Vevila: In Sarawak, there are not many Mamaks for us to visit, so instead we would frequent Kopitiams or Food Courts. I enjoy hanging out at Open Air Market with my friends as this market mostly serves local dishes, a few being Beef Noodle, Ais Kacang and Siew Mai. On top of that, football enthusiasts often drop by to watch matches while having their supper. As for Kopitiams, my favourite would be Choon Hui Café. When I’m home, I often have breakfast there; their specialties include Laksa, Kolo Mee and Popiah. For supper, I enjoy eating at Lok Lok, a place famous for their sauces.
For those traveling with friends or family, a place that I would like to recommend is the Ooha Chill Donut Boat Ride which tours along Sarawak River for about 45 minutes. If you do plan to take the ride, I would advise for you to go at night for the breezy air and a full night view of the waterfront. After the ride, you can walk over to Carpenter Street, where they serve a wide range of food, such as Fish Ball Soup, Satay, Kway Chap and more.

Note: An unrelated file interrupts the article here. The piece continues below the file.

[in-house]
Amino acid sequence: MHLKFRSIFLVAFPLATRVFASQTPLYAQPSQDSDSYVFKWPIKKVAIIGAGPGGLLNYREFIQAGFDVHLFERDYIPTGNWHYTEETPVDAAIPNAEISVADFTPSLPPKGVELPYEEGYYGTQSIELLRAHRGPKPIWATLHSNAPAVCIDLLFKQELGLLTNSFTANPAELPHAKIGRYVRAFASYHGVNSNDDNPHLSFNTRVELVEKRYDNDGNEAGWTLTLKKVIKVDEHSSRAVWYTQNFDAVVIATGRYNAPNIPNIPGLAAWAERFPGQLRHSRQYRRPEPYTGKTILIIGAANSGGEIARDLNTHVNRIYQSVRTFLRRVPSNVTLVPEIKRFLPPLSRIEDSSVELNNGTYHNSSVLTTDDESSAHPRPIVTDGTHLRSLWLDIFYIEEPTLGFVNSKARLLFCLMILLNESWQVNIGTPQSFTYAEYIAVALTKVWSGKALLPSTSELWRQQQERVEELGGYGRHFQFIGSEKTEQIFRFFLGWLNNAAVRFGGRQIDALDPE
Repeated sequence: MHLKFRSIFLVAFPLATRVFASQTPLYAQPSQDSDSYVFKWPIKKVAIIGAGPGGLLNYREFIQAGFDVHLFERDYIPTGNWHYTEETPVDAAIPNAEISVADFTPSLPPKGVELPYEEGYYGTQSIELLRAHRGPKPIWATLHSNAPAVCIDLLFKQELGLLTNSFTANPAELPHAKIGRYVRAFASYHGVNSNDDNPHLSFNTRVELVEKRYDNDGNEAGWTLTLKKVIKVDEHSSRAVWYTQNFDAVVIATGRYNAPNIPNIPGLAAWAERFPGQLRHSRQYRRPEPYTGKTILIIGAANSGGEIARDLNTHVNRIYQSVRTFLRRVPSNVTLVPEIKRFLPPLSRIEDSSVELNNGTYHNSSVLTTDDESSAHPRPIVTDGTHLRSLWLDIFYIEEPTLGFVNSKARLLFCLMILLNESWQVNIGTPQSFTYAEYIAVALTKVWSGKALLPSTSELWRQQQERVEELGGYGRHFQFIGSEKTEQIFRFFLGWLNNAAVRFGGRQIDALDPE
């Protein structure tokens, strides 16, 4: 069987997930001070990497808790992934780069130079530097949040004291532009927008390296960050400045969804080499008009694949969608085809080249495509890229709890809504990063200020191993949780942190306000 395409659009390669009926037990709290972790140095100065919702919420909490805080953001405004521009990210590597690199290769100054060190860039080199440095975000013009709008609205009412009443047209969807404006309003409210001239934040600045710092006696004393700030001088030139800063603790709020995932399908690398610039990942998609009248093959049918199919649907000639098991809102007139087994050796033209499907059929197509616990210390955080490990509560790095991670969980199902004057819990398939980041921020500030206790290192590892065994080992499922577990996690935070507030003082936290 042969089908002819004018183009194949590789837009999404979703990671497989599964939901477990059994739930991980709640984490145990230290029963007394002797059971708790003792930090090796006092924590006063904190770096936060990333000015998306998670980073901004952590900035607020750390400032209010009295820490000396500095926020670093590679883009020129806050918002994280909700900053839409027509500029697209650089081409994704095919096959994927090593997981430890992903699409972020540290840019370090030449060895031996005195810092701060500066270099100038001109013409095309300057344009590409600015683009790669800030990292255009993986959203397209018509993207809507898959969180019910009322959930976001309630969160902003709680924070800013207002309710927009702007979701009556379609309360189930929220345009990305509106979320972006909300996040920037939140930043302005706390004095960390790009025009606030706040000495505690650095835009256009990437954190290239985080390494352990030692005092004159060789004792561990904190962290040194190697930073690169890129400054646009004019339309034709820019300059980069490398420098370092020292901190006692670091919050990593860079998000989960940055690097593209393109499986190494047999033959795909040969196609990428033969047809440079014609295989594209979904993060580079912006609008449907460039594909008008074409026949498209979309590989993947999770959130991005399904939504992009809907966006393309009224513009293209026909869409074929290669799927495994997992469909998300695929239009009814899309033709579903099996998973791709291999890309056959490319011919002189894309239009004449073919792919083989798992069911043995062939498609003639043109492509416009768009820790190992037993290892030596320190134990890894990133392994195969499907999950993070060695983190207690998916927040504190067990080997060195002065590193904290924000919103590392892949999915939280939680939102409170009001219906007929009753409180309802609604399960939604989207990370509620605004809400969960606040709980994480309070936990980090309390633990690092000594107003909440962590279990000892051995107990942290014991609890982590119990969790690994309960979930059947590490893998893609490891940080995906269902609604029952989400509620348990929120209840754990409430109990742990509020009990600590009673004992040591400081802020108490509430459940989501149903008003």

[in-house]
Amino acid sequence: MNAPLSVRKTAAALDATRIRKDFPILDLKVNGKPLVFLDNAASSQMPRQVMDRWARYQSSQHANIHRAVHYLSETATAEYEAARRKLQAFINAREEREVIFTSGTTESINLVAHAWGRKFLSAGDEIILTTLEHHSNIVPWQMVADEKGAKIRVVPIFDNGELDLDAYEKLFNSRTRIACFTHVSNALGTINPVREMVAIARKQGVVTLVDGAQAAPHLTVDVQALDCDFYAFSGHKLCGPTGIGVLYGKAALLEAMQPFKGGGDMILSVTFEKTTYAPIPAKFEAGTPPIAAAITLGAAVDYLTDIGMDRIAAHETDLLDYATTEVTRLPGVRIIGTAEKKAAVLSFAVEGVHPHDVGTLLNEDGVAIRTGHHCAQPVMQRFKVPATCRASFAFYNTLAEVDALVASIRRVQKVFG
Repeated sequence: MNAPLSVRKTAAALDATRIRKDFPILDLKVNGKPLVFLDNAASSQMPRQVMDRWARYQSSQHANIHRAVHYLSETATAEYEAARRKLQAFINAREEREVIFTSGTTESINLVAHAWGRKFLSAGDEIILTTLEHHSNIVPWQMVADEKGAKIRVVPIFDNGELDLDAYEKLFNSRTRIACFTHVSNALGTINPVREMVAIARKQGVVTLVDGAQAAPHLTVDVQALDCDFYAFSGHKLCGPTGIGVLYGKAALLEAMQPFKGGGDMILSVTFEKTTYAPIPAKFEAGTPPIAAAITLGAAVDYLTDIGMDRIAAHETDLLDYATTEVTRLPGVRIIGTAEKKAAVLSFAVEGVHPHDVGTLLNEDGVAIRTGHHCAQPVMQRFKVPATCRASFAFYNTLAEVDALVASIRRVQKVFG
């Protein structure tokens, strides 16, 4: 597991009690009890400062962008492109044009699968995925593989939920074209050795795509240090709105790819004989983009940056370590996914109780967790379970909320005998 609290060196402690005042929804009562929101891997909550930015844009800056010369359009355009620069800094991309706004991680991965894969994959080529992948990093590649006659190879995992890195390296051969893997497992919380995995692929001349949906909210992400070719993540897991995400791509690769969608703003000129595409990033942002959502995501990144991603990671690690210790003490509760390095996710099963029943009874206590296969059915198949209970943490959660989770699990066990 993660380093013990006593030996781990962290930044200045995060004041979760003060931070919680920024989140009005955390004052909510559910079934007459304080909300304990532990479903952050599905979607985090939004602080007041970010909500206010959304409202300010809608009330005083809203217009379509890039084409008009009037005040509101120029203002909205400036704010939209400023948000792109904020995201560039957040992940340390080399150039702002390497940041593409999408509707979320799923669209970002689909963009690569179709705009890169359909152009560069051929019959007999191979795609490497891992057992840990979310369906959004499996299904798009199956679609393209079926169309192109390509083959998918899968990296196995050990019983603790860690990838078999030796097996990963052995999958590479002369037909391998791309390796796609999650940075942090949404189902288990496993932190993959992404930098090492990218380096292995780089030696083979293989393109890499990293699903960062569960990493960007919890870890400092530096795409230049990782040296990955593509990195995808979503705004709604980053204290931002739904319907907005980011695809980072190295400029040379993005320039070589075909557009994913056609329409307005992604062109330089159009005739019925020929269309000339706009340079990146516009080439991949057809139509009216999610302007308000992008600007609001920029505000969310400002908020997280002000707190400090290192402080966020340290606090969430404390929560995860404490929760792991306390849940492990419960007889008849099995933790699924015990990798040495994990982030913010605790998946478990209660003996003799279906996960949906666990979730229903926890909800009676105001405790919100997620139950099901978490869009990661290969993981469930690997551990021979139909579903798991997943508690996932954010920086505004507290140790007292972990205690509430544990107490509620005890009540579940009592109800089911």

Keith: Honestly, I don’t hang out often, but I do enjoy trying out different food and delicacies. If you visit Sarawak, definitely try out the Kuching Laksa served at 28 Kopitiam. Their ingredients are fresh and the soup base is great. On top of that, you wouldn’t want to miss out Naga Liar Nasi Lemak on your list of mandatory food to eat in Sarawak!
Wong: I enjoy strolling along Tanjong Batu Beach with my friends, especially the stone path walkway. Occasionally, we even have BBQ sessions there! If you happen to visit, don’t forget to try out ABC shaved ice and Satay. Also, I like having dinner at Farley Food Court as they have a variety of cheap but great food.
Could you share with us some underrated places to visit in Sarawak?